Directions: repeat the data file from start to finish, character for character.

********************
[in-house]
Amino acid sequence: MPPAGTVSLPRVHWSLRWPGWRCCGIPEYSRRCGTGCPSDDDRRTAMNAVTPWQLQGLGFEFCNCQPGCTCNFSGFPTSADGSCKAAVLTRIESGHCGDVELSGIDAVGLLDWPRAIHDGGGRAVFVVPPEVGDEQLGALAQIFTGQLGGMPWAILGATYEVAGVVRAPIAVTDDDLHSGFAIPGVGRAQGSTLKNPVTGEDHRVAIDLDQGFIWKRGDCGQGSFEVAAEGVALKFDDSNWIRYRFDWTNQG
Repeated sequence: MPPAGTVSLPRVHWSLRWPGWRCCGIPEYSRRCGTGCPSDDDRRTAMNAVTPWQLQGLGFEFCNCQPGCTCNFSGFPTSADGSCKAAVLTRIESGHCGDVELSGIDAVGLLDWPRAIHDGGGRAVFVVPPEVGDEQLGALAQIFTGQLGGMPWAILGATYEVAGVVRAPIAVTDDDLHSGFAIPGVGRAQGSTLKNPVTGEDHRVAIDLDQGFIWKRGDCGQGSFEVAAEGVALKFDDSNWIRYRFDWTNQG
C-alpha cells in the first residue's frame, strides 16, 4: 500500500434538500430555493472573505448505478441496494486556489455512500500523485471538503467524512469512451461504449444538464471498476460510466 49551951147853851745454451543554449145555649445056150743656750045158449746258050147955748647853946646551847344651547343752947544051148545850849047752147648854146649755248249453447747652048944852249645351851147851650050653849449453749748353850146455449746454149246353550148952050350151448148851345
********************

[in-house]
Amino acid sequence: MPPAGTVSLPRVHWSLRWPGWRCCGIPEYSRRCGTGCPSDDDRRTAMNAVTPWQLQGLGFEFCNCQPGCTCNFSGFPTSADGSCKAAVLTRIESGHCGDVELSGIDAVGLLDWPRAIHDGGGRAVFVVPPEVGDEQLGALAQIFTGQLGGMPWAILGATYEVAGVVRAPIAVTDDDLHSGFAIPGVGRAQGSTLKNPVTGEDHRVAIDLDQGFIWKRGDCGQGSFEVAAEGVALKFDDSNWIRYRFDWTNQG
Repeated sequence: MPPAGTVSLPRVHWSLRWPGWRCCGIPEYSRRCGTGCPSDDDRRTAMNAVTPWQLQGLGFEFCNCQPGCTCNFSGFPTSADGSCKAAVLTRIESGHCGDVELSGIDAVGLLDWPRAIHDGGGRAVFVVPPEVGDEQLGALAQIFTGQLGGMPWAILGATYEVAGVVRAPIAVTDDDLHSGFAIPGVGRAQGSTLKNPVTGEDHRVAIDLDQGFIWKRGDCGQGSFEVAAEGVALKFDDSNWIRYRFDWTNQG
C-alpha cells in the first residue's frame, strides 16, 4: 500500500434538500430555493472573505448505478441496494486556489455512500500523485471538503467524512469512451461504449444538464471498476460510466 49551951147853851745454451543554449145555649445056150743656750045158449746258050147955748647853946646551847344651547343752947544051148545850849047752147648854146649755248249453447747652048944852249645351851147851650050653849449453749748353850146455449746454149246353550148952050350151448148851345